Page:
lol I'll take some pictures of it if you guys are interested, but it's basically like this...
...except that it's a much older watch, from what I understood. It has also got dates and the back of the case, middle of the belt and the... round thing that holds the... glass appears to be slightly gold-ish in colour. It's definitely shinier than the rest of the watch, which appears almost mate in comparison. I apologize, my timepiece terminology stinks.
Navetsea, condemned building is a usually vacant building that's been deemed not safe to be inhabitable. Such buildings are supposed to be pulled down, but here they just leave them standing for years. There's really nothing inside them anymore, if there are no homeless people nearby that is, but they're still fun to explore. That's how I found the watch... There weren't any other things, just some junk and a this watch. But it's really banged up, like someone was cracking nuts with it (which makes sense how heavy the thing is) so whoever discarded it must've figured out it's of no value at all. There was also a huge painting of Jesus Christ hanging on the wall on another floor.
That reminds me of the first season of "True Detective" -- lots of abandoned buildings covered in religious imagery ... gives me the heebie-jeebies! :eeek: Nice watch though! Omegas are keepers! Neil Armstrong wore one on the moon!
lol lol TropicaBob, the picture of Jesus was on the floor above... The apartment in which I've found the luxury Swiss nut cracker slash time piece didn't have any paintings hanging from the walls. Just this watch burried in a pile of garbage (not actual garbage, just some random things like pots, pieces of furniture, dirty clothes, etc. piled up together). I didn't notice any nut shells around it, though. But you had me lol right there. God knows what's been going on inside that building...
I hear you Nick and as true as that is, Sloan - no thank you! I've already made myself believe that I've got enough relatively decent boots, which is of course a lie, while I'm literally avoiding clicking on all those denim threads, so developing an addiction to watches is the last thing I need right now. Luckily, with watches, you really do need some serious money so I doubt I'd be able to get into that easily.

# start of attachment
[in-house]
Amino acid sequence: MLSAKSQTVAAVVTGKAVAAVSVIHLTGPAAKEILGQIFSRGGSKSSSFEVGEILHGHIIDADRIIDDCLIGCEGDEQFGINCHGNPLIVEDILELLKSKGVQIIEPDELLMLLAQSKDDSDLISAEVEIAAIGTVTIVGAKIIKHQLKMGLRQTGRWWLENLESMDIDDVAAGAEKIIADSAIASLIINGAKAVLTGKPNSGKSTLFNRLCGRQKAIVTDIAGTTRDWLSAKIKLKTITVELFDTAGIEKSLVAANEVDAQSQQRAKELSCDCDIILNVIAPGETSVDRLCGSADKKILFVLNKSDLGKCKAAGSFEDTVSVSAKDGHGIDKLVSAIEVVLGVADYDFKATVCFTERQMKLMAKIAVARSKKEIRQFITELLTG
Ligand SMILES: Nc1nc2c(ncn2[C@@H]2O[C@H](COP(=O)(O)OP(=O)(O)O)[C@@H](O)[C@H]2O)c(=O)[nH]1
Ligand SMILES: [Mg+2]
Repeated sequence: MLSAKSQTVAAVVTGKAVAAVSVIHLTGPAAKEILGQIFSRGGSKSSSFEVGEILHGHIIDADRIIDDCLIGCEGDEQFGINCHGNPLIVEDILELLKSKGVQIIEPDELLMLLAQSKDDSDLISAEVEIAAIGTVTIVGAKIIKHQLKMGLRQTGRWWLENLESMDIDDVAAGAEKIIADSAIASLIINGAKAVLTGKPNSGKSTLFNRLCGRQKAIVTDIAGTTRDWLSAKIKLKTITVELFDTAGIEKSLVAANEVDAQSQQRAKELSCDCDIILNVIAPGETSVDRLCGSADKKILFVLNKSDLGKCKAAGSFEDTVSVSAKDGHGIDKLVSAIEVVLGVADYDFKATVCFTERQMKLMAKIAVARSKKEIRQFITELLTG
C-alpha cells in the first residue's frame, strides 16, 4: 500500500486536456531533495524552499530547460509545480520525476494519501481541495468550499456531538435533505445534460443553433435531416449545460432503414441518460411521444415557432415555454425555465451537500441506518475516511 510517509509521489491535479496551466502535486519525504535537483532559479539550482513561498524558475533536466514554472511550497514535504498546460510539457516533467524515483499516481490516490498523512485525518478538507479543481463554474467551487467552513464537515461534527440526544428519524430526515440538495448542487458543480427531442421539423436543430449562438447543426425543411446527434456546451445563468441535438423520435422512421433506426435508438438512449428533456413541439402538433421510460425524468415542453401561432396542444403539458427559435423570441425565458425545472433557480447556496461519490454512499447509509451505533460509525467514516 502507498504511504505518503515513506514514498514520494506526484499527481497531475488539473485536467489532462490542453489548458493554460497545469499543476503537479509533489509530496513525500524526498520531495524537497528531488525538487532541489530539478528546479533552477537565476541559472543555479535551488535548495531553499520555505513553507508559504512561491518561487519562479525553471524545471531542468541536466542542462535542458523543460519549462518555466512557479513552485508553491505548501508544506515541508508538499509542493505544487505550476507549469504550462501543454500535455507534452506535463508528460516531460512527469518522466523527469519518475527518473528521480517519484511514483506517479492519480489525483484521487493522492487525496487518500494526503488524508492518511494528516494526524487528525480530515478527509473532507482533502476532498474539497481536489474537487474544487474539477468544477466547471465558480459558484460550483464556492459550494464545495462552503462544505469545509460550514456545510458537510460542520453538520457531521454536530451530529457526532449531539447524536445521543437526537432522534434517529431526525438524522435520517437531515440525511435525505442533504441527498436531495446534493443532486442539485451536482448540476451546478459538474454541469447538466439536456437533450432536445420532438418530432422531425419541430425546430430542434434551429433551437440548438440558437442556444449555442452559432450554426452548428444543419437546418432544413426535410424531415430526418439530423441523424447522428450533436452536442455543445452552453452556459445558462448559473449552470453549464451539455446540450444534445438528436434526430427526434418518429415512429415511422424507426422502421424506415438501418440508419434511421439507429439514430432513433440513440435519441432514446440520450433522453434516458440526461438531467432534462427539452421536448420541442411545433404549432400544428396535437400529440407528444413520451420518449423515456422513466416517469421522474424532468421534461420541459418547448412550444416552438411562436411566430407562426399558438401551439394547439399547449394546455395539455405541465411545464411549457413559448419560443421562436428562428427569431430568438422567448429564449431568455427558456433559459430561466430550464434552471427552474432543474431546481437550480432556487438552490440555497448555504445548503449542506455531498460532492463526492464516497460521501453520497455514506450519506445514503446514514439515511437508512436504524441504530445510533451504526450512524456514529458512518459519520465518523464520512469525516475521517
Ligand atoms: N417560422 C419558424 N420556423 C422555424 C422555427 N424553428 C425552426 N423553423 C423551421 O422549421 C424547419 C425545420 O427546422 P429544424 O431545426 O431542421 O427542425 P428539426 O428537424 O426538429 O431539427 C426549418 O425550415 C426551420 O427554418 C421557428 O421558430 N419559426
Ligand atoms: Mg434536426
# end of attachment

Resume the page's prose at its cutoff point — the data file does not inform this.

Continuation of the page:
...then again, just a few years and about a dozen jackets ago, the idea of spending over a grand on a leather jacket seemed impossible to me.
Saddest part is that I've already converted this watch into another leather jacket. Vanson, to be exact.
...in retrospect, I really should've taken that Jesus painting.
Yes, funny how addictions all seem to be about 'the whole look'.
I'm still wondering how the hell we got from Chris Pratt to MonkeyJesus!
Jesus Christ & monkey prat
You guys are killing me with this nutcracker talk. lol
Monitor, watch out for that wristwatch collector's bug.
I don't know anything about Omegas, but being a collector of 1930s-40s Bulova watches I thought I'd add some piece of information or other that might be relevant when considering a sale of your Omega as well.
As for resale value - aside from the working condition, the cosmetic condition of the case is a big factor. Surface scratches can be polished out, but deeper scratches and dings lower the value a lot. Since we're talking about more recent vintage, the dial is probably in good cosmetic condition, I imagine? Again, I don't know about Omega dials, but generally dials can be refinished. You should be aware that an original dial, even if a little weathered, aged, patinated or whatever you choose to call it, is generally of higher value than a clean-looking, fresh redial, which incidentally isn't cheap to do. International Dial is the biggest name in doing redials. Some collectors actually prefer the clean look of a fresh redial, but I guess most of them prefer aged, original dials.
A polish, a new crystal and a clean-looking strap (yours is metal anyway, I guess) makes a whole lot of a difference to the general cosmetic appearance. My advice is not to invest in more than that, aside from a full servicing of the mechanics.
Omega dials, being of a much more recent vintage than the watches I'm familiar with, are almost certainly finished in a different manner, but the principle of the differences between originals and redials should be the same.
If done well, a redial will look the same as the original in terms of print font and positioning. The patina, if there was one, will be lost since the dial is printed completely anew. The print is usually not as exact as the original, but close enough. The tell-tale signs of a redial include irregularities in the prints, especially the smaller-scaled parts like the subseconds dial (if there is one), and other, more subtle indicators like a slight dimpling to the surface paint under high magnification, or an off-positioned register.